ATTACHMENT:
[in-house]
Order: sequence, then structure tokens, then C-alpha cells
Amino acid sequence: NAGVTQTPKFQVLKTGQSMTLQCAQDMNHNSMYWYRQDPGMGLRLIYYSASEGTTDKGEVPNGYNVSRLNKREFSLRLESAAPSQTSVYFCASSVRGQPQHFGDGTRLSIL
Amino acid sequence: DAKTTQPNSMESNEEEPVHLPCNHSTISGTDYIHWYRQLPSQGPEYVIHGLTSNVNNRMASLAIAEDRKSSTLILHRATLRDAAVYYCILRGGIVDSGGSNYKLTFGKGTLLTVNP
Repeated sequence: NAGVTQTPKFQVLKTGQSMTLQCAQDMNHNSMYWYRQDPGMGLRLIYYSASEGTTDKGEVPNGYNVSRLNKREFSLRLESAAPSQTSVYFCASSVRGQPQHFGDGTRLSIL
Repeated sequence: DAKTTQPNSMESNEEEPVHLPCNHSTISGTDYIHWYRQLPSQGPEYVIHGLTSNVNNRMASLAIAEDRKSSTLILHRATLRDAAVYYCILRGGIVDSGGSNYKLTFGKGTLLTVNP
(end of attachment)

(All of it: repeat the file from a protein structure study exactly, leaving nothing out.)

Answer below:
[in-house]
Order: sequence, then structure tokens, then C-alpha cells
Amino acid sequence: NAGVTQTPKFQVLKTGQSMTLQCAQDMNHNSMYWYRQDPGMGLRLIYYSASEGTTDKGEVPNGYNVSRLNKREFSLRLESAAPSQTSVYFCASSVRGQPQHFGDGTRLSIL
Amino acid sequence: DAKTTQPNSMESNEEEPVHLPCNHSTISGTDYIHWYRQLPSQGPEYVIHGLTSNVNNRMASLAIAEDRKSSTLILHRATLRDAAVYYCILRGGIVDSGGSNYKLTFGKGTLLTVNP
Repeated sequence: NAGVTQTPKFQVLKTGQSMTLQCAQDMNHNSMYWYRQDPGMGLRLIYYSASEGTTDKGEVPNGYNVSRLNKREFSLRLESAAPSQTSVYFCASSVRGQPQHFGDGTRLSIL
Repeated sequence: DAKTTQPNSMESNEEEPVHLPCNHSTISGTDYIHWYRQLPSQGPEYVIHGLTSNVNNRMASLAIAEDRKSSTLILHRATLRDAAVYYCILRGGIVDSGGSNYKLTFGKGTLLTVNP